Nicolaus LAMBING  (1919 - 1998)

Nicolaus (spelled Miklós in the civil register and Nicolae in the church register) LAMBING was born in Uihei on 18th October 1919, the only child of Johann LAMBING and Susanna ENGELMANN. The images below show his birth record in hungarian, plus the first photograph we have of Nicolaus, taken soon after the family's arrival in America in 1922, and another later family portrait taken around 1926:

At the age of 2½ Nicolaus, together with his parents, emigrated to Philadelphia in the USA. For details of the ship's manifest on which details of the family appear, see Johann LAMBING's file.

The following four photographs were taken during the mid- to late-1920s in Philadelphia and Elverson or Pottstown, where his many cousins lived. Nicolaus's aunt, Anna ENGELMANN, had emigrated to Philadelphia in 1905 as a young girl and had married a Michael WAMBACH who was originally from Gross Jetscha (Nagy Jecsa) and who had also emigrated in 1905. They had 16 children, whereas Nicolaus was an only child. See Johann LAMBING's page for a WAMBACH photo.

It is not yet known where Nicolaus and his parents lived exactly, but some recent detective work has shown that the family probably lived above, or close to, Noel's butcher store on the corner of 305 Oxford Street West and Cadwal(la)der Street. St. Michael's and St. Peter's were two local Catholic schools which he may have attended, or even Moffat's public school. The young family returned to Uihei in Romania six years after leaving the village for America. Apparently, Nicolaus's father, Johann LAMBING, was homesick for the old country. The two photographs below were taken aboard the ship 'Albert Ballin' on the homeward voyage in late June, 1928. Nicolaus is pictured with his guitar in the centre of both images. The colour picture is of the ship itself.

The photographs below show, firstly, the Alexanderhausen (Şandra) school orchestra around 1929 - Nicolaus is in the front row, right, with his violin. This would have been taken soon after the family had returned to Uihei.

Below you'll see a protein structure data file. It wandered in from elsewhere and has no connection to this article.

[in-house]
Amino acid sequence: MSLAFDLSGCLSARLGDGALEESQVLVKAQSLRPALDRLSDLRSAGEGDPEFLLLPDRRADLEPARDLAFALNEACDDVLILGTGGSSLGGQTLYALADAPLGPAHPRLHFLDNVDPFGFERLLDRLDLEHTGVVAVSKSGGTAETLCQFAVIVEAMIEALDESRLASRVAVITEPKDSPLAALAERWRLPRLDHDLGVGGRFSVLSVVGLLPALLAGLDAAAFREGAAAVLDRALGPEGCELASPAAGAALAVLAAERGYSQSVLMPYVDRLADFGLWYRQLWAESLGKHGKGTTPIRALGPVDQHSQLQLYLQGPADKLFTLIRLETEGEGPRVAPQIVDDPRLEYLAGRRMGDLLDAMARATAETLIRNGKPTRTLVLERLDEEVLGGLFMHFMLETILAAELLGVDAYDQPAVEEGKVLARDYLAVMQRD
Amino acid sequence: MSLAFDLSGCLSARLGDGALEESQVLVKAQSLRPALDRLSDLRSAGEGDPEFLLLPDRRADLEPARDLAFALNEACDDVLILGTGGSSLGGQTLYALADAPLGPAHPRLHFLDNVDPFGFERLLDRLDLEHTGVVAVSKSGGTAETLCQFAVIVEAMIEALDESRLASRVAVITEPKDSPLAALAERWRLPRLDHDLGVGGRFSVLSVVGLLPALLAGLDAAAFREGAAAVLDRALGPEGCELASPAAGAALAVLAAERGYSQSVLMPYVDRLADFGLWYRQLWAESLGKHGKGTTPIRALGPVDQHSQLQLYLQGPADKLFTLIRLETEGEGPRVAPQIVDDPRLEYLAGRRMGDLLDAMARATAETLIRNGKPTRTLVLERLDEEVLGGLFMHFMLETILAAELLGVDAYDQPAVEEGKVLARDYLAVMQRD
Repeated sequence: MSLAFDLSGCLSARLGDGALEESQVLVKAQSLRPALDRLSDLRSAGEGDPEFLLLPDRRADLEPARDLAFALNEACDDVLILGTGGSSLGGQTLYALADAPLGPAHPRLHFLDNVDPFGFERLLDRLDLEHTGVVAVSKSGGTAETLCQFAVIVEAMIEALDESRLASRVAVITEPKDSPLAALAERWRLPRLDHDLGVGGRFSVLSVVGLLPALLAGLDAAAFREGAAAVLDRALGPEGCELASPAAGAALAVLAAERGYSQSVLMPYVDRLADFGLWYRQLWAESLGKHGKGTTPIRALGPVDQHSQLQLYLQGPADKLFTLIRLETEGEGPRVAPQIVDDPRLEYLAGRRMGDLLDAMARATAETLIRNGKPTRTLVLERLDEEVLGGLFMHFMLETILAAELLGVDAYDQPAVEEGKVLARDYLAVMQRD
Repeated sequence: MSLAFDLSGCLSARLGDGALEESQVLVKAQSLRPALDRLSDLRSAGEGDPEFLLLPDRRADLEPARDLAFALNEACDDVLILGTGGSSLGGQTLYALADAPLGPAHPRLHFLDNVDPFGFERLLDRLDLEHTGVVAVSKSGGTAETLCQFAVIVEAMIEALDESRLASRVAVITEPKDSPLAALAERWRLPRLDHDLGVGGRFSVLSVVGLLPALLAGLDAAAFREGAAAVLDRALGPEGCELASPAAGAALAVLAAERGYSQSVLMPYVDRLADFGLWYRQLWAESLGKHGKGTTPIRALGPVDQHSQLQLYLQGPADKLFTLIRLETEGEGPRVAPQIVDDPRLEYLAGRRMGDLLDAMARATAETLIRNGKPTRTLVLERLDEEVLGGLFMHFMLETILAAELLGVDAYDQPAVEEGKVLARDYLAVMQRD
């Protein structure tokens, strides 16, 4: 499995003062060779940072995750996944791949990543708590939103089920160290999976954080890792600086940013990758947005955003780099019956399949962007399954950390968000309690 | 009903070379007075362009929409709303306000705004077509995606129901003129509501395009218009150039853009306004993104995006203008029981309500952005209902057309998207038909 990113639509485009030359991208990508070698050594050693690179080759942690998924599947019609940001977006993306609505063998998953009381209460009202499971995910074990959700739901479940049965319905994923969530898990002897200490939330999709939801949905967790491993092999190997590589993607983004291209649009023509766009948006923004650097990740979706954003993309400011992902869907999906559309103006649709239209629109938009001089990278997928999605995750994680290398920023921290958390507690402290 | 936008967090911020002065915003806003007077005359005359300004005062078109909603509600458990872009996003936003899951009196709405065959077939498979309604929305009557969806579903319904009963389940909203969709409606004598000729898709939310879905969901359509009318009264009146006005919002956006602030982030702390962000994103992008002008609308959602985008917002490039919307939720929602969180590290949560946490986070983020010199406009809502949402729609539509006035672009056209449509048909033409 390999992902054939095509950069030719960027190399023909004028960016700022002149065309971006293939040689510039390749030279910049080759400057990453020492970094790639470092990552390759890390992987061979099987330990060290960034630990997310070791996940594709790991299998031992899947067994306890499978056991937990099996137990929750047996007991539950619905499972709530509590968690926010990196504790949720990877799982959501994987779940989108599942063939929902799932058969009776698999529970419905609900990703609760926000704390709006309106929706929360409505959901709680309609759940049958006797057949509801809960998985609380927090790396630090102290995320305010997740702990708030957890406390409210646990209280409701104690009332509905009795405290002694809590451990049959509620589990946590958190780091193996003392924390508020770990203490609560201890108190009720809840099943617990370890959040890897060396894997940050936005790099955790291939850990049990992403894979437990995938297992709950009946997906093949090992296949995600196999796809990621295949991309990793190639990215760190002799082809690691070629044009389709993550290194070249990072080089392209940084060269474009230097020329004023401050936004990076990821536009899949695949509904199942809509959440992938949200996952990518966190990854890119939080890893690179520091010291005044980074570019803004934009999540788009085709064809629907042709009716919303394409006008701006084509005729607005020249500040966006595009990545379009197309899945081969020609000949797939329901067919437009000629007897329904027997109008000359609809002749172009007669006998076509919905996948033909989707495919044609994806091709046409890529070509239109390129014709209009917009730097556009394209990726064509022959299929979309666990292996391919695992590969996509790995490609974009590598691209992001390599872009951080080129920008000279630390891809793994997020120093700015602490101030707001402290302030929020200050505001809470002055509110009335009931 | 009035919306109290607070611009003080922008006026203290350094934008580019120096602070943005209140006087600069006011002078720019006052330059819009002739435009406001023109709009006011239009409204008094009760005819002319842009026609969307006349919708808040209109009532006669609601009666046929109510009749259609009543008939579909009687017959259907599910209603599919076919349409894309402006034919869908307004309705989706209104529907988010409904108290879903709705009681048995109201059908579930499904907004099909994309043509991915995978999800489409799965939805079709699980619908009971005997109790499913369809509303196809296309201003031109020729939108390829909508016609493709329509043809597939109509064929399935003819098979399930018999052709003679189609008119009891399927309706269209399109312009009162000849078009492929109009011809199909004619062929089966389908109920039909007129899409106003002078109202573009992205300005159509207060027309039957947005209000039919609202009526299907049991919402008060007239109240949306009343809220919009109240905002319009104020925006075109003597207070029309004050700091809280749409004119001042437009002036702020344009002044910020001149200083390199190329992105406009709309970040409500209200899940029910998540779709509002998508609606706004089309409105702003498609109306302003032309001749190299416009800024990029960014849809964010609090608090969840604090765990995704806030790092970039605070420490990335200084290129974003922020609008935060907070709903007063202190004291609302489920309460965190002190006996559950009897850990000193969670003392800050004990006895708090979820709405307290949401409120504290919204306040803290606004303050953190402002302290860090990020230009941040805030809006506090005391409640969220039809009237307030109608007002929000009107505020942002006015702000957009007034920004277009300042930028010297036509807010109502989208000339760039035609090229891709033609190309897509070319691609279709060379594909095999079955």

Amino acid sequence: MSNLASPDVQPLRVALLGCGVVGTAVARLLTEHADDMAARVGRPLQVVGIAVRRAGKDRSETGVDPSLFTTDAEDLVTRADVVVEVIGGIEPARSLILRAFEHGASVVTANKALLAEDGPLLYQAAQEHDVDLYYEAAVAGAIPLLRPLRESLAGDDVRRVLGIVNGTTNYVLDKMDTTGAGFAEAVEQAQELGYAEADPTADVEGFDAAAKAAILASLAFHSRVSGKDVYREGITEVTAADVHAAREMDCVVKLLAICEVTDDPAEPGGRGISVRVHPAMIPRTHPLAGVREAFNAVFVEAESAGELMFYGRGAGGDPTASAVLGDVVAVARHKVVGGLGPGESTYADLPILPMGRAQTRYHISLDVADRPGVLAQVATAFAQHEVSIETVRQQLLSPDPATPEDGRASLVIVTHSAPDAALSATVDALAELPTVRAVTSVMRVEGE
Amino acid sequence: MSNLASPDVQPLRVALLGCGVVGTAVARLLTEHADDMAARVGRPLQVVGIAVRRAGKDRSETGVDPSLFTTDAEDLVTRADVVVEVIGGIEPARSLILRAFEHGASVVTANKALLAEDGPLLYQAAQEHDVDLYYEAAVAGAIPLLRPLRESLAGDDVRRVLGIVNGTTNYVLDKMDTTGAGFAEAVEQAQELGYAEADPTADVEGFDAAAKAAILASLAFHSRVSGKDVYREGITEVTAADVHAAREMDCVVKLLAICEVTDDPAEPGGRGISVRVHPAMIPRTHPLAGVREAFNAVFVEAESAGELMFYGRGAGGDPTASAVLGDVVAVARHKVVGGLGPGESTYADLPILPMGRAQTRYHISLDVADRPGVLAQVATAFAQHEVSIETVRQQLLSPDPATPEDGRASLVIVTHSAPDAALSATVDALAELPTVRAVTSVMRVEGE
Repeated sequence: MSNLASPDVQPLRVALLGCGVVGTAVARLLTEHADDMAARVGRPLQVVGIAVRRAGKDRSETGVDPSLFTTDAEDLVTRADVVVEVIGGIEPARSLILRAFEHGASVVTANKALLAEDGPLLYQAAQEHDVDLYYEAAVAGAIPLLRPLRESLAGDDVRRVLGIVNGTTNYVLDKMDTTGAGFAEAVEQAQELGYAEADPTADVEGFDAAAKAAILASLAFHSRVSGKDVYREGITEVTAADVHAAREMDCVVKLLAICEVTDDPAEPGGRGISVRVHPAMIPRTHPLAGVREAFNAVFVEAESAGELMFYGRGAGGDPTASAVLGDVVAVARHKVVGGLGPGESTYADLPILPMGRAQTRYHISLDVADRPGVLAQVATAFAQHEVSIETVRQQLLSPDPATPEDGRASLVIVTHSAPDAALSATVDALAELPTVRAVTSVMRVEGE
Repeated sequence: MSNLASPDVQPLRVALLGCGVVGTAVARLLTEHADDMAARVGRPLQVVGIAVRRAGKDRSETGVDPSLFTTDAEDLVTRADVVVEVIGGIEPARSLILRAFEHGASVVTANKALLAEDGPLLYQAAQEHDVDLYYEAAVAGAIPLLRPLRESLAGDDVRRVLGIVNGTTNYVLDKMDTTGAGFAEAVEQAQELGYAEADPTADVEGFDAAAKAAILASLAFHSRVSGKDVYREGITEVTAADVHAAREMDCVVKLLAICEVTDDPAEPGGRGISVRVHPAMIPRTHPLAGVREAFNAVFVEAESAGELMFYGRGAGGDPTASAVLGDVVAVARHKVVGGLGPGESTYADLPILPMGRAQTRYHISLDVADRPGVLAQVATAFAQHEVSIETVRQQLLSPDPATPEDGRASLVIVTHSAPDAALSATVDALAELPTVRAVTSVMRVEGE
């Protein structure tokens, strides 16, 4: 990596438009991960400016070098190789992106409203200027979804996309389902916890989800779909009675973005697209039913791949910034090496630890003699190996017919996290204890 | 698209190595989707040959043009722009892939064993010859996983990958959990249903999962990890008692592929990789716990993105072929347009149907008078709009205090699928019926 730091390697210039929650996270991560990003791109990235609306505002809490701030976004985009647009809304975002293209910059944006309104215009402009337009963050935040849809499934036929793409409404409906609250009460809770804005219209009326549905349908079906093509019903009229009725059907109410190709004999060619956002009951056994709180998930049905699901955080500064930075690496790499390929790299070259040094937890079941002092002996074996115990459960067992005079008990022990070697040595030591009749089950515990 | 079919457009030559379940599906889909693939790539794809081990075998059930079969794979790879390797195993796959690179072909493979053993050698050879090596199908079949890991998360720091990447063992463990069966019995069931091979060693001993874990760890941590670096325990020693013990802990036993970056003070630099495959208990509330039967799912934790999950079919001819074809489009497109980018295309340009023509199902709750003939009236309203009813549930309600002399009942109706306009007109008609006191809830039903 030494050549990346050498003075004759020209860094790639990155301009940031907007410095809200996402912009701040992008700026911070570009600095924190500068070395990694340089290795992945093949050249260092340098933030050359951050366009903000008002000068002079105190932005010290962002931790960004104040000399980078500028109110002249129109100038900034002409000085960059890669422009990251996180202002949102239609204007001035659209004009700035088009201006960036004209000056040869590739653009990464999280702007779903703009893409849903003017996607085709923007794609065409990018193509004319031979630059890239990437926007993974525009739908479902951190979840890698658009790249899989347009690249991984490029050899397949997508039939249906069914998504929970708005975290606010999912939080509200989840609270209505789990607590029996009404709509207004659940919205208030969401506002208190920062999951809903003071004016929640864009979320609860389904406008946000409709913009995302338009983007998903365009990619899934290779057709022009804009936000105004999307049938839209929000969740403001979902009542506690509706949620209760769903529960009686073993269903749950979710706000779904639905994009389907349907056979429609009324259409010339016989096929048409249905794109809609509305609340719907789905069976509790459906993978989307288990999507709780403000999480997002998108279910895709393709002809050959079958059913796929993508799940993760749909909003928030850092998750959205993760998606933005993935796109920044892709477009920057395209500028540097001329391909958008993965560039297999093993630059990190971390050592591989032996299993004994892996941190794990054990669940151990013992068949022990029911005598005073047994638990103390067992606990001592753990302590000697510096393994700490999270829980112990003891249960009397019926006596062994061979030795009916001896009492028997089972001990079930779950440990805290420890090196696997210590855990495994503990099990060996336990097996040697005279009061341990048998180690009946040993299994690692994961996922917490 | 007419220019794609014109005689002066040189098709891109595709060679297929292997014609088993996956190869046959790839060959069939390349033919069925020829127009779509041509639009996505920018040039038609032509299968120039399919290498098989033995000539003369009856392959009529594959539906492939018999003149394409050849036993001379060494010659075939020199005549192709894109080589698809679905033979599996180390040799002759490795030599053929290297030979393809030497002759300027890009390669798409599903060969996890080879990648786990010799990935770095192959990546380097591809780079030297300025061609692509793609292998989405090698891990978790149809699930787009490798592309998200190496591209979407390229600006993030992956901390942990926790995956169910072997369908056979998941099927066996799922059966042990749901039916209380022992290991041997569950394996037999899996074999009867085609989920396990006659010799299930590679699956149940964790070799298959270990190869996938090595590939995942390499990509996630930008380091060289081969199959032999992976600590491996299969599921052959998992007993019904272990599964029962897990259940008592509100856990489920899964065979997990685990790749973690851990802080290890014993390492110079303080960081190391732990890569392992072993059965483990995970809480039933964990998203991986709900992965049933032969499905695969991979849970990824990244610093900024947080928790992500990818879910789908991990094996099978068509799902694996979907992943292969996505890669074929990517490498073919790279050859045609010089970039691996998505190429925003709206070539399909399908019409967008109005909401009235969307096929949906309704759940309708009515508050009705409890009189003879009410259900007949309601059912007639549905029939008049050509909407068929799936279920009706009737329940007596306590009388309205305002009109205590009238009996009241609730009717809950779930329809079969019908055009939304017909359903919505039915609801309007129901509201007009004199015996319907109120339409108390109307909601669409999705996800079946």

The second and third photographs were taken around 1930 and show Nicolaus with his mother and paternal grandmother, and with his father and paternal grandmother. The fourth picture, again from the early 1930s, are probably of his classmates (he is sitting front right). The fifth image was taken in 1933,  probably when Nicolaus had left school to begin his 3-year apprenticeship as a salesman in a shop in Perjamosch. He is posing in front of the 'Sommerküche' (summer kitchen) at his home. The picture was taken on the same day as that of his paternal grandparents (see 'Nicolaus LAMBING 1863 - 1940' file), in 1933. The last picture shows Nicolaus (probably aged about 18 or 19) playing his new accordion, a Hohner Organetta IV Piano Accordion with 41 keys on a curved fingerboard, and 120 bass buttons. The instrument was featured in Hohner's 1938 catalogue.

At the age of 17 in 1937, Nicolaus joined the Romanian Army as a musician and was stationed primarily in Turnu Severin. The following pictures show him during his years in the Romanian Army (up until 1944 when he transferred to the German Army). The first two were taken in Herkules Bad and show him with his mother (Susanna Engelmann) and a girlfriend (Irma Hollschwander); the third is of him with his father; the fourth with friends and the last is part of a family portrait taken just before he joined the German army in 1943.

In 1943, ethnic German men living in Romania were given the choice of staying in the Romanian Army or else transferring to the German Army. Nicolaus chose the German Army, joining on 27th July 1943 and remaining in Government service until 10th May 1945, and eventually giving himself up to the British Army whilst in Austria, fleeing from the Russians who were advancing west. He was taken to Italy as a prisoner of war and eventually shipped to England, arriving on 17th August 1946 from Rimini. Nick's identity disc tag carried the inscription: -1483-4./Kampfmarschverb. Kurmark SS. T-Stuba-Oranienburg and the unit was given as 4./Aufkl. Abteilung 16. Division. His rank had been SS-Sturmmann (lance corporal) and he was taken prisoner by the western allies on 19th May 1945 in St. Veit, Austria, and released in Great Britain on 31st December 1948.